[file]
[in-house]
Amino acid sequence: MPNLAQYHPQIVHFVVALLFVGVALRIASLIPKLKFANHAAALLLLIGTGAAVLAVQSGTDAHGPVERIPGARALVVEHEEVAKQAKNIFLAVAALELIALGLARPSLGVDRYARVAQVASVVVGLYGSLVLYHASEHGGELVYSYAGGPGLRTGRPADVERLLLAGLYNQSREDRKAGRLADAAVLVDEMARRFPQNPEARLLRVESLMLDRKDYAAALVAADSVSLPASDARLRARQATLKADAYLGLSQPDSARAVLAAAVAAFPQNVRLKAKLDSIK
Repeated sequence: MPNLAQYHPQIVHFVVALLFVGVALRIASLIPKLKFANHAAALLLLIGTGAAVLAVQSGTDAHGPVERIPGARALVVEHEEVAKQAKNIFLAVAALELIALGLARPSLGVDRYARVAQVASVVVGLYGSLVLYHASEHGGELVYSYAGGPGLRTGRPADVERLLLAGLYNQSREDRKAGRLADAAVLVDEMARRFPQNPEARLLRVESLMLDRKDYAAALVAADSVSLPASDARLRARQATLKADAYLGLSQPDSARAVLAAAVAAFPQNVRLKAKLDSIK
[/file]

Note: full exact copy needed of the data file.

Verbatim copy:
[in-house]
Amino acid sequence: MPNLAQYHPQIVHFVVALLFVGVALRIASLIPKLKFANHAAALLLLIGTGAAVLAVQSGTDAHGPVERIPGARALVVEHEEVAKQAKNIFLAVAALELIALGLARPSLGVDRYARVAQVASVVVGLYGSLVLYHASEHGGELVYSYAGGPGLRTGRPADVERLLLAGLYNQSREDRKAGRLADAAVLVDEMARRFPQNPEARLLRVESLMLDRKDYAAALVAADSVSLPASDARLRARQATLKADAYLGLSQPDSARAVLAAAVAAFPQNVRLKAKLDSIK
Repeated sequence: MPNLAQYHPQIVHFVVALLFVGVALRIASLIPKLKFANHAAALLLLIGTGAAVLAVQSGTDAHGPVERIPGARALVVEHEEVAKQAKNIFLAVAALELIALGLARPSLGVDRYARVAQVASVVVGLYGSLVLYHASEHGGELVYSYAGGPGLRTGRPADVERLLLAGLYNQSREDRKAGRLADAAVLVDEMARRFPQNPEARLLRVESLMLDRKDYAAALVAADSVSLPASDARLRARQATLKADAYLGLSQPDSARAVLAAAVAAFPQNVRLKAKLDSIK